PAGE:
Little Joe, the wrangler, will never wrangle more;
His days with the 'remuda'—they are done.
'T was a year ago last April he joined the outfit here,
A little 'Texas stray' and all alone.

'T was long late in the evening he rode up to the herd
On a little old brown pony he called Chow;
With his brogan shoes and overalls a harder-looking kid
You never in your life had seen before.

His saddle 't was a southern kack built many years ago,
An O.K. spur on one foot idly hung,
While his 'hot roll' in a cotton sack was loosely tied behind
And a canteen from the saddle horn he'd slung.

He said he'd had to leave his home, his daddy'd married twice
And his new ma beat him every day or two;
So he saddled up old Chow one night and 'lit a shuck' this way—
Thought he'd try and paddle now his own canoe.

Said he'd try and do the best he could if we'd only give him work,
Though he did n't know 'straight' up about a cow;
So the boss he cut him out a mount and kinder put him on,
For he sorter liked the little stray somehow.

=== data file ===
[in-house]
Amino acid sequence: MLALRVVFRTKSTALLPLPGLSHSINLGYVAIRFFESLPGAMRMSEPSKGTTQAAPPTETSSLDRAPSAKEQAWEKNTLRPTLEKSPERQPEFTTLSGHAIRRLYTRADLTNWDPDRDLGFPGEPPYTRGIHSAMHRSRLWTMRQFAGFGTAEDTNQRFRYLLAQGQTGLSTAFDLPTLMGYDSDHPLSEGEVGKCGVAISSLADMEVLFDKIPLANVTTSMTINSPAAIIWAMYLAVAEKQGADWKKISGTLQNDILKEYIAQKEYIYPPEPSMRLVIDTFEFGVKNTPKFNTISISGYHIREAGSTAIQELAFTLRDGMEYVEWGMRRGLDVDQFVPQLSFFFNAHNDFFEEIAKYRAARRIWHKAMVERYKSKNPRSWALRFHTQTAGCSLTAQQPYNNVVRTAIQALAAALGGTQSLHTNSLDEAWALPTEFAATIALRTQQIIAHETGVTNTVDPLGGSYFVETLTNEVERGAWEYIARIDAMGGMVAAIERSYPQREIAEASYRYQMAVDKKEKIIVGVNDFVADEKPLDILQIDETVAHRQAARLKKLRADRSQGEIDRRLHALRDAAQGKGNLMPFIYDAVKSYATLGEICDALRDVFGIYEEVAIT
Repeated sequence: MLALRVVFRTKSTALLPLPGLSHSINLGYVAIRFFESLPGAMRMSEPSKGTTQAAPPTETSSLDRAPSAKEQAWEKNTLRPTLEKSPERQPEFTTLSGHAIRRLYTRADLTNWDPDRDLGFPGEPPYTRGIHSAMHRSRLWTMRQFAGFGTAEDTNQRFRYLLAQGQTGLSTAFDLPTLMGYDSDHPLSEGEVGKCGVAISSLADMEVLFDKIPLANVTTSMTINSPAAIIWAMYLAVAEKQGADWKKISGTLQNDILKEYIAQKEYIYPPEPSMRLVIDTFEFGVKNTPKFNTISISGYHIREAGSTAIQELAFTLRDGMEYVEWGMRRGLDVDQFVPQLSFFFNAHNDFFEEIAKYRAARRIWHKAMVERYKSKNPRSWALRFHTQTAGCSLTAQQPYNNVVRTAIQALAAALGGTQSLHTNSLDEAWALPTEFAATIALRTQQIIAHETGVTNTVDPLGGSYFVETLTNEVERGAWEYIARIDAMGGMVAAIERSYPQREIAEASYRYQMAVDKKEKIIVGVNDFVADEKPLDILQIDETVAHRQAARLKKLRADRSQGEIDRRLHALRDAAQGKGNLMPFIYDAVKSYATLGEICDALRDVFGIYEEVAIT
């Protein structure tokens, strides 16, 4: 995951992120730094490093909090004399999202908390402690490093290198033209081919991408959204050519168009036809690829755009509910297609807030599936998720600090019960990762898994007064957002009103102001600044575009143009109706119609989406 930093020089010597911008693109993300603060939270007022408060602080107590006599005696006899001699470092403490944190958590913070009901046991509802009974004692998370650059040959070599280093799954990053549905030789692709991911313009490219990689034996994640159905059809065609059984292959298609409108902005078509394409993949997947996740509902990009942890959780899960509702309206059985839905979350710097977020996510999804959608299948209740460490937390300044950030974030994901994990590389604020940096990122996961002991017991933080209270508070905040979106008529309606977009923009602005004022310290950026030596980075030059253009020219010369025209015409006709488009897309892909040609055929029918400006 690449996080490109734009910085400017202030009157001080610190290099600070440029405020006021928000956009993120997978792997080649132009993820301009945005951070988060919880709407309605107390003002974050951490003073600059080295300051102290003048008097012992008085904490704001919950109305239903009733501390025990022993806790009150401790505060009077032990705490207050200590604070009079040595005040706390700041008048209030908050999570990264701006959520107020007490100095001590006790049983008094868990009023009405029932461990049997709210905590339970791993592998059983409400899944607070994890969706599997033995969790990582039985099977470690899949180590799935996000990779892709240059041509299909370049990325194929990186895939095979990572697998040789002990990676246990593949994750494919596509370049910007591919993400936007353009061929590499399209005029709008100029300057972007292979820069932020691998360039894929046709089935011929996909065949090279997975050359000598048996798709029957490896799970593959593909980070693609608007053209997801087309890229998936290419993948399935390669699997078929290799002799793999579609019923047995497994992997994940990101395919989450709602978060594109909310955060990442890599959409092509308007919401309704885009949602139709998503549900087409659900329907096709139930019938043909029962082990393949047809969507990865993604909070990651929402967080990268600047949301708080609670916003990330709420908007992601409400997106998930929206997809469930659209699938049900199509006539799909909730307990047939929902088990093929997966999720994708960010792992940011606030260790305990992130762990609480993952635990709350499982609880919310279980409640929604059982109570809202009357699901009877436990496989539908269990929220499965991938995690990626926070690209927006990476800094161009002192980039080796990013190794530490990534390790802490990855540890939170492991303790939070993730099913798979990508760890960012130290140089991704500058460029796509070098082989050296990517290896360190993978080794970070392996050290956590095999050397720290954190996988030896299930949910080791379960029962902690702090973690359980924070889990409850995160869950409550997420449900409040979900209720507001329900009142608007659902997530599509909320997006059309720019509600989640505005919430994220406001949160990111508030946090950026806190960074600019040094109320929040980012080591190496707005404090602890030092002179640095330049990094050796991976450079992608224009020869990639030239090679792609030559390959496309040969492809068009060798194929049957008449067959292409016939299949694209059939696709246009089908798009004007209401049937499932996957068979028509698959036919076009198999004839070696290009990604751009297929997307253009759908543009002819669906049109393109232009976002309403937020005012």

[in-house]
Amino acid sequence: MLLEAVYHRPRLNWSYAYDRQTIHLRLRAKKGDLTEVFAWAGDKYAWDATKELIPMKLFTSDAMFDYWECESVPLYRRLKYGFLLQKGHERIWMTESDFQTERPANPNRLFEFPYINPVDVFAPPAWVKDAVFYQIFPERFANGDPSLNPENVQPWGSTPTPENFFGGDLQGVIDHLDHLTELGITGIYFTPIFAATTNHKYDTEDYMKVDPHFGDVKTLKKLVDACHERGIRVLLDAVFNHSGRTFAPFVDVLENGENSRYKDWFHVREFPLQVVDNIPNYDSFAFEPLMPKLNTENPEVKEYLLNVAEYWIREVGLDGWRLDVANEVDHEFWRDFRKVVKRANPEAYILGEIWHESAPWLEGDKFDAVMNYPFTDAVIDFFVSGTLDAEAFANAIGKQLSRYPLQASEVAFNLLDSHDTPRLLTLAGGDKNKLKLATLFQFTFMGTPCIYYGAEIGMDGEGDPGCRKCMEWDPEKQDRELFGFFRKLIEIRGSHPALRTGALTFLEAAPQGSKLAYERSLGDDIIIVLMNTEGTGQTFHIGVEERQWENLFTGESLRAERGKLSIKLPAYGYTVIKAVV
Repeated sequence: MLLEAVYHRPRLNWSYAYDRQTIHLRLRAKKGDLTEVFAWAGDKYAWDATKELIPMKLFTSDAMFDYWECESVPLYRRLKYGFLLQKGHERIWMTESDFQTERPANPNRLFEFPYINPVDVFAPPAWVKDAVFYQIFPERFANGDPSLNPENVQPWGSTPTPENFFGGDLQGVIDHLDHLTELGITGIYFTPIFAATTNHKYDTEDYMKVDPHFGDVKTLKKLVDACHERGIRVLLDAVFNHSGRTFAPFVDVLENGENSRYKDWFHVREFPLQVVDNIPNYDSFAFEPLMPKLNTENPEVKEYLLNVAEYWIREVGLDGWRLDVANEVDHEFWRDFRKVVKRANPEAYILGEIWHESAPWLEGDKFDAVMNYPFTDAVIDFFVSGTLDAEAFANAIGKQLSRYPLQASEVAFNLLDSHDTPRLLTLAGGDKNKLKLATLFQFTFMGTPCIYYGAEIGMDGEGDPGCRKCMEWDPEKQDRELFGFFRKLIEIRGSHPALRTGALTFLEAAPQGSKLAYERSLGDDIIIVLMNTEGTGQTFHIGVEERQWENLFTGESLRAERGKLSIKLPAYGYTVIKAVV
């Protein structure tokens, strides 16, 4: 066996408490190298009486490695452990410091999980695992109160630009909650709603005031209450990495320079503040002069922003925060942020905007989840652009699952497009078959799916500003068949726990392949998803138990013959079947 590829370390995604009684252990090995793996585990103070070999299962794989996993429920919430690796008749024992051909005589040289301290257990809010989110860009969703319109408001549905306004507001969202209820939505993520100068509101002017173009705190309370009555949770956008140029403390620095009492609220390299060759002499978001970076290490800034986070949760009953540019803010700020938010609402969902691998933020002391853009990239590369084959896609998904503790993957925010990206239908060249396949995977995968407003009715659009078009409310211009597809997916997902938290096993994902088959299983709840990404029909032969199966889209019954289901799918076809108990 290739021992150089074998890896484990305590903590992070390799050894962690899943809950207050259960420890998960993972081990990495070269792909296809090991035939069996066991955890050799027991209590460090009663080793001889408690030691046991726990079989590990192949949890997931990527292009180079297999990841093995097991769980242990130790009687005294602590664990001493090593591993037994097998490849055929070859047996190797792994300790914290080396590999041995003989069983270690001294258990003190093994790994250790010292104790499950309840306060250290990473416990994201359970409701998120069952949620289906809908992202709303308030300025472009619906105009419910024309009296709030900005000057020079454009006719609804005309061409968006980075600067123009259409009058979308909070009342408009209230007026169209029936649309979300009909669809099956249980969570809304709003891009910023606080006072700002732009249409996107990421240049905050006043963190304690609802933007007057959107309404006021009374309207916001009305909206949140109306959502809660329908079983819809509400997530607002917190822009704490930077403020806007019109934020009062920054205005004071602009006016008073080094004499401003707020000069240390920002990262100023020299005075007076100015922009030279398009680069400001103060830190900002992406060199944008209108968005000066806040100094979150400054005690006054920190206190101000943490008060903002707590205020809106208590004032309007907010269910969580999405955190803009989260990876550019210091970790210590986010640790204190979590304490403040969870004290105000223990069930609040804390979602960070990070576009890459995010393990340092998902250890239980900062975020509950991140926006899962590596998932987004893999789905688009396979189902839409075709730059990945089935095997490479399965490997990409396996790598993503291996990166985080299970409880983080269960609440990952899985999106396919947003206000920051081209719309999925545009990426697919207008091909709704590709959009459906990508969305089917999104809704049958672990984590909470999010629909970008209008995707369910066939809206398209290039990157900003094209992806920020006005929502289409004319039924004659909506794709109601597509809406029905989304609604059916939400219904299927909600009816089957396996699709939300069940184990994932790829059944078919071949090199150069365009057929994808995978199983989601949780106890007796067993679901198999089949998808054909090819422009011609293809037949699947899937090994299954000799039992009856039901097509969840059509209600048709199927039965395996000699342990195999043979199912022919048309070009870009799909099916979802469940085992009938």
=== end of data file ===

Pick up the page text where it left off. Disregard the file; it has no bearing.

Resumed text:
Taught him how to herd the horses and to learn to know them all
To round 'em up by daylight; if he could
To follow the chuck-wagon and to always hitch the team
And help the 'cosinero' rustle wood.

We'd driven to Red River and the weather had been fine;
We were camped down on the south side in a bend,
When a norther commenced to blowing and we doubled up our guards,
For it took all hands to hold the cattle then.

Little Joe, the wrangler, was called out with the rest,
And scarcely had the kid got to the herd,
When the cattle they stampeded; like a hailstorm, long they flew,
And all of us were riding for the lead.

'Tween the streaks of lightning we could see a horse far out ahead—
'T was little Joe, the wrangler, in the lead;
He was riding 'Old Blue Rocket' with his slicker 'bove his head,
Trying to check the leaders in their speed.

At last we got them milling and kinder quieted down,
And the extra guard back to the camp did go;
But one of them was missin' and we all knew at a glance
'Twas our little Texas stray—poor wrangler Joe.

Next morning just at sunup we found where Rocket fell,
Down in a washout twenty feet below
Beneath his horse, mashed to a pulp, his spurs had rung the knell
For our little Texas stray—poor Wrangler Joe.